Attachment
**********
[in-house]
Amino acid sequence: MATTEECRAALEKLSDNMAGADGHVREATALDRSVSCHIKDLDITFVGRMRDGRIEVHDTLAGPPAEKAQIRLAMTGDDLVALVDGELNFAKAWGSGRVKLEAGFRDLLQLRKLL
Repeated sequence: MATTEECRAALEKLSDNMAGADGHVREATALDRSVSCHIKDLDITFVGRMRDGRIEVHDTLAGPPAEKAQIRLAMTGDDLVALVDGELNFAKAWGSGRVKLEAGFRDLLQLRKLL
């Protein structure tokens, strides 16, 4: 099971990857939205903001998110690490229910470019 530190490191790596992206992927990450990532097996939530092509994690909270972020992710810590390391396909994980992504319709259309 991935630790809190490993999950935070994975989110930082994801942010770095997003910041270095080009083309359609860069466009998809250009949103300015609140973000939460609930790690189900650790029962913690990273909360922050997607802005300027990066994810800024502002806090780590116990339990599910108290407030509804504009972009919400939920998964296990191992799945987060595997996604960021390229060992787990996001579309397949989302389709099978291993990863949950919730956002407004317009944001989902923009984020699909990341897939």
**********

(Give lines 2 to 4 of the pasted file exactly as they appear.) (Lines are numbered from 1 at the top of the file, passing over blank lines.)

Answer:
Amino acid sequence: MATTEECRAALEKLSDNMAGADGHVREATALDRSVSCHIKDLDITFVGRMRDGRIEVHDTLAGPPAEKAQIRLAMTGDDLVALVDGELNFAKAWGSGRVKLEAGFRDLLQLRKLL
Repeated sequence: MATTEECRAALEKLSDNMAGADGHVREATALDRSVSCHIKDLDITFVGRMRDGRIEVHDTLAGPPAEKAQIRLAMTGDDLVALVDGELNFAKAWGSGRVKLEAGFRDLLQLRKLL
């Protein structure tokens, strides 16, 4: 099971990857939205903001998110690490229910470019 530190490191790596992206992927990450990532097996939530092509994690909270972020992710810590390391396909994980992504319709259309 991935630790809190490993999950935070994975989110930082994801942010770095997003910041270095080009083309359609860069466009998809250009949103300015609140973000939460609930790690189900650790029962913690990273909360922050997607802005300027990066994810800024502002806090780590116990339990599910108290407030509804504009972009919400939920998964296990191992799945987060595997996604960021390229060992787990996001579309397949989302389709099978291993990863949950919730956002407004317009944001989902923009984020699909990341897939």